St. Peter Damian, Doctor of the Church and Bishop of Ostia, Italy

Born: 22 Feb.

From Butler's Lives of the Saints 1894:
ST. PETER DAMIAN was born in 988, and lost both parents at an early age. His eldest brother, in whose hands he was left, treated him so cruelly that a younger brother, a priest, moved by his piteous state, sent him to the University of Parma, where he acquired great distinction. His studies were sanctified by vigils, fasts, and prayers, till at last, thinking that all this was only serving God by halves, he resolved to leave the world. He joined the monks at Font-Avellano, then in the greatest repute, and by his wisdom and sanctity rose to be Superior. He was employed on the most delicate and difficult missions, amongst others the reform of ecclesiastical communities, which was effected by his zeal. Seven Popes in succession made him their constant adviser, and he was at last created Cardinal Bishop of Ostia. He withstood Henry IV. of Germany, and labored in defence of Alexander II. against the Antipope, whom he forced to yield and seek for pardon. He was charged, as Papal Legate, with the repression of simony; again, was commissioned to settle discords amongst various bishops, and finally, in 1072, to adjust the affairs of the Church at Ravenna. He was laid low by a fever on his homeward journey, and died at Faenza, in a monastery of his order, on the eighth day of his sickness, whilst the monks chanted matins around him.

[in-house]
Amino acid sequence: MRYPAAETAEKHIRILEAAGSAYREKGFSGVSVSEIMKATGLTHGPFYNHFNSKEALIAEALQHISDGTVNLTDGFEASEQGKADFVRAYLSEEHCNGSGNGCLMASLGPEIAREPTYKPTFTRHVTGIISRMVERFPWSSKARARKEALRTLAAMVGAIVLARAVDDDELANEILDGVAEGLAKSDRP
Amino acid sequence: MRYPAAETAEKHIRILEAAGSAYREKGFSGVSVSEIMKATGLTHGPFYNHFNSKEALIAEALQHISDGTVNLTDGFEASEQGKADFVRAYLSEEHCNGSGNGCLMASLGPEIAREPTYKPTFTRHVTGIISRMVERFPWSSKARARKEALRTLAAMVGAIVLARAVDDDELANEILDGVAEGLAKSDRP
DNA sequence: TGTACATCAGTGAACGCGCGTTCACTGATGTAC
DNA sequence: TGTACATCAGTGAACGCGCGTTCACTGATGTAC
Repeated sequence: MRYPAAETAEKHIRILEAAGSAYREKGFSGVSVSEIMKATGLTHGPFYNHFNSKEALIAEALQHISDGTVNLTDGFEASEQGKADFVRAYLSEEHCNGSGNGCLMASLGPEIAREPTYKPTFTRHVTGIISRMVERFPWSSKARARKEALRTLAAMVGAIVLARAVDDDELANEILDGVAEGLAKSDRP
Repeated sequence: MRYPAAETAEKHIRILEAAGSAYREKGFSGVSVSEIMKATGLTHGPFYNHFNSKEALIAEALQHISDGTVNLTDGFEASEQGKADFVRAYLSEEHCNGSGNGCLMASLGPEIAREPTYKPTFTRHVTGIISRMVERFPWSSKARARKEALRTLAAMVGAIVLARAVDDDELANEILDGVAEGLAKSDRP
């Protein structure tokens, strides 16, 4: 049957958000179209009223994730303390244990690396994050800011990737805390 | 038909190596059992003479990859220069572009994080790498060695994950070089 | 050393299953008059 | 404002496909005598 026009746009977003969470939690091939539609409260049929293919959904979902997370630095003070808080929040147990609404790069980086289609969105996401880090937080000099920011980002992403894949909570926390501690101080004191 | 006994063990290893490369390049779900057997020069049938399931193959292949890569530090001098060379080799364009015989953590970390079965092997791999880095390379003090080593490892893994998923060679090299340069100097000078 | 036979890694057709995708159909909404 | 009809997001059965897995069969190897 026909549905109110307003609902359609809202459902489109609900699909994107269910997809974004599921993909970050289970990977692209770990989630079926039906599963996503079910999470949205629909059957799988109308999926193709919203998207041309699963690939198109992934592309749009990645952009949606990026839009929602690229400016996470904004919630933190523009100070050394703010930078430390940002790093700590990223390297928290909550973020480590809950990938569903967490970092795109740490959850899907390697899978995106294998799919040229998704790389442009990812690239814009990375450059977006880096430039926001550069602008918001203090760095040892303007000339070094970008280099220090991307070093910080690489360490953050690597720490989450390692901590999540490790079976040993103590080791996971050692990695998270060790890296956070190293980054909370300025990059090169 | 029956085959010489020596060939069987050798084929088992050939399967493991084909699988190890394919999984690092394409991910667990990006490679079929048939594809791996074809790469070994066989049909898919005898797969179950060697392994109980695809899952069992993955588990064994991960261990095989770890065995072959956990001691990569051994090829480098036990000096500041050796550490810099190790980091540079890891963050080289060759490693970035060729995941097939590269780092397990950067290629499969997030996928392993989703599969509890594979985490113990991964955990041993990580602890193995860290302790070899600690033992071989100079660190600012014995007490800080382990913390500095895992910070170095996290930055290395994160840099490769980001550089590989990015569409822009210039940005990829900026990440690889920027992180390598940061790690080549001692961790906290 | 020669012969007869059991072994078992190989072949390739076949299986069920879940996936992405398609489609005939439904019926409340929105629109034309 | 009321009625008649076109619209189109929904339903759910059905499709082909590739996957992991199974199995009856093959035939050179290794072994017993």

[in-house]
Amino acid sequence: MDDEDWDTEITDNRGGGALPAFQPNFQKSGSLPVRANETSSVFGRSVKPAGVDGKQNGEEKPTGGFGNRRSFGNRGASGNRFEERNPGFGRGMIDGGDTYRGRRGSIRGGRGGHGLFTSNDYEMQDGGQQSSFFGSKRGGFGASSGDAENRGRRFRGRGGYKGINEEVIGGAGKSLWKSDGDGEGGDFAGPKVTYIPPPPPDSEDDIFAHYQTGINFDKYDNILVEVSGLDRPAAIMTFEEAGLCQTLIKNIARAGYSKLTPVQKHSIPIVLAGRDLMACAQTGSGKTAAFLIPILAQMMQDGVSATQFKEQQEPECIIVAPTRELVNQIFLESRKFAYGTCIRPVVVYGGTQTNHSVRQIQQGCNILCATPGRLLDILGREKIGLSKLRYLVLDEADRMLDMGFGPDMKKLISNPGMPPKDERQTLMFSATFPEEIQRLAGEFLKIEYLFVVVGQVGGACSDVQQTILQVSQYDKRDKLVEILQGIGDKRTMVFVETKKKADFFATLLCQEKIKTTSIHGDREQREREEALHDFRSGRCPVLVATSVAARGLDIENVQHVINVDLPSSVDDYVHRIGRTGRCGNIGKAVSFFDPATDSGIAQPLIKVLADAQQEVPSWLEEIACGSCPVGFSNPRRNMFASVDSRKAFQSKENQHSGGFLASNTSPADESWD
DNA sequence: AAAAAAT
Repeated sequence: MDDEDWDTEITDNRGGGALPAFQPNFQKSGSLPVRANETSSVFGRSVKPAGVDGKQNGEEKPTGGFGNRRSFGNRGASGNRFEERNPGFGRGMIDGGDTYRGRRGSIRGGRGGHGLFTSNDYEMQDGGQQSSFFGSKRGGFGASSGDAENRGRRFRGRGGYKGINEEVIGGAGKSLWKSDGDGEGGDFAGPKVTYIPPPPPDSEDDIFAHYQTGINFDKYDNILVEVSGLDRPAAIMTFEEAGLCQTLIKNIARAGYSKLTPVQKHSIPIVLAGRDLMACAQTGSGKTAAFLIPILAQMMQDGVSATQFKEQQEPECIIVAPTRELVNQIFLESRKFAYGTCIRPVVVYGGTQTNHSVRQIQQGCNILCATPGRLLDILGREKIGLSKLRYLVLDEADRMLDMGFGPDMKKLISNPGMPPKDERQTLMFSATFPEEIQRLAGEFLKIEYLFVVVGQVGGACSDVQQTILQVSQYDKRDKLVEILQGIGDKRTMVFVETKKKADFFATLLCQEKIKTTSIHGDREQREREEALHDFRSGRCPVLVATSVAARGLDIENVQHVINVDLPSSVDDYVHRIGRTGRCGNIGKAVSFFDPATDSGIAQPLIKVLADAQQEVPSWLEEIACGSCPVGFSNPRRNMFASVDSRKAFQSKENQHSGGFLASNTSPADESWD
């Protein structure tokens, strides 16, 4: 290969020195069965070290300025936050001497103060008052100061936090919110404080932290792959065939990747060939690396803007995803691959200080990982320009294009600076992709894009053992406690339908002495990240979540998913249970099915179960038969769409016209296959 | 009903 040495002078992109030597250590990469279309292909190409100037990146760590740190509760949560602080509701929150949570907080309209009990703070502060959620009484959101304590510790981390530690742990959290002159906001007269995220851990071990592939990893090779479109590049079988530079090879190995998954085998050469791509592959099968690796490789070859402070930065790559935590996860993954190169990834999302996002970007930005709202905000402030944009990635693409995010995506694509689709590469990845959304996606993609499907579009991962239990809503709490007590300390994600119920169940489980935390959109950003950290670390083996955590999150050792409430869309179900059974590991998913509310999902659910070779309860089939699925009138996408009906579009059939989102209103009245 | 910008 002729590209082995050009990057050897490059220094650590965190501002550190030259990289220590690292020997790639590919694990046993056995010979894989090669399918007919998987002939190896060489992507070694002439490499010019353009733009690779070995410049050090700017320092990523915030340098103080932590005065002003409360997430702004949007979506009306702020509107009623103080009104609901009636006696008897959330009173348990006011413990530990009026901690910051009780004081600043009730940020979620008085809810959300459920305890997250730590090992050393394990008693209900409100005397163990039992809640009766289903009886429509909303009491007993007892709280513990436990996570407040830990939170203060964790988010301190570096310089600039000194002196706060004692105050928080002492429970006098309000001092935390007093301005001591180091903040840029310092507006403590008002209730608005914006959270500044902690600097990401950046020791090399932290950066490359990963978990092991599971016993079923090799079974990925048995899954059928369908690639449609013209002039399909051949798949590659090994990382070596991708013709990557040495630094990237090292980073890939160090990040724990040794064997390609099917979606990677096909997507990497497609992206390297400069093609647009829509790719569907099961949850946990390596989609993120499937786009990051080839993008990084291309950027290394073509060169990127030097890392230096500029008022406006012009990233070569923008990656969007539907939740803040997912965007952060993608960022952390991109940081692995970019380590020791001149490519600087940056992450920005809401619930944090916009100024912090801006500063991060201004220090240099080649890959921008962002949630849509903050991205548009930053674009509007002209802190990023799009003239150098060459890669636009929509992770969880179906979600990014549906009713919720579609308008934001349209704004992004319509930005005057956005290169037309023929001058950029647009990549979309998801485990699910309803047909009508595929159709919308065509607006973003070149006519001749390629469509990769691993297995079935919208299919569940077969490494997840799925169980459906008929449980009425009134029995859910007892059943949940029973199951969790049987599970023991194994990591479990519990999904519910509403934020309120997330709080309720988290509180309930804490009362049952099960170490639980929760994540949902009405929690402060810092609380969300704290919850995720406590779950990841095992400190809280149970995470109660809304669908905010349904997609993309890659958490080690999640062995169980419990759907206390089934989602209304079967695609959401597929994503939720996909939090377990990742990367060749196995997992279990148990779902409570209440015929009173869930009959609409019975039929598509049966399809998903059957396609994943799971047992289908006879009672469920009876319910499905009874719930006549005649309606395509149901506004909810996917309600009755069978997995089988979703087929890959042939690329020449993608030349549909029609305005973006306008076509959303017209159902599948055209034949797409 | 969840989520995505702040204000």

From Butler's Lives of the Saints 1895:


From his life by his disciple, John of Lodi, in Mabill., s. 6. Ben. and
from his own writings. Fleury, {} 99, n. 48, and Hist des Ordres Relig.
Ceillier, t. 20, p. 512. Henschenius ad 23 Febr. p. 406.

A.D. 1072.

PETER, surnamed of Damian, was born about the year 988, in Ravenna, of a
good family, but reduced. He was the youngest of many children, and,
losing his father and mother very young, was left in the hands of a
brother who was married, in whose house he was treated more like a
slave, or rather like a beast, than one so nearly related; and when
grown up, he was sent to keep swine. He one day became master of a piece
of money, which, instead of laying it out in something for his own use,
he chose to bestow in alms on a priest, desiring him to offer up his
prayers for his father's soul. He had another brother called Damian, who
was archpriest of Ravenna, and afterwards a monk; who, taking pity on
him, had the charity to give him an education. Having found a father in
this brother, he seems from him to have taken the surname of Damian,
though he often styles himself the Sinner, out of humility. Those who
call him De Honestis, confound him with Peter of Ravenna, who was of the
family of Honesti. Damian sent Peter to school, first at Faenza,
afterwards at Parma, where he had Ivo for his master. By the means of
good natural parts and close application, it was not long before he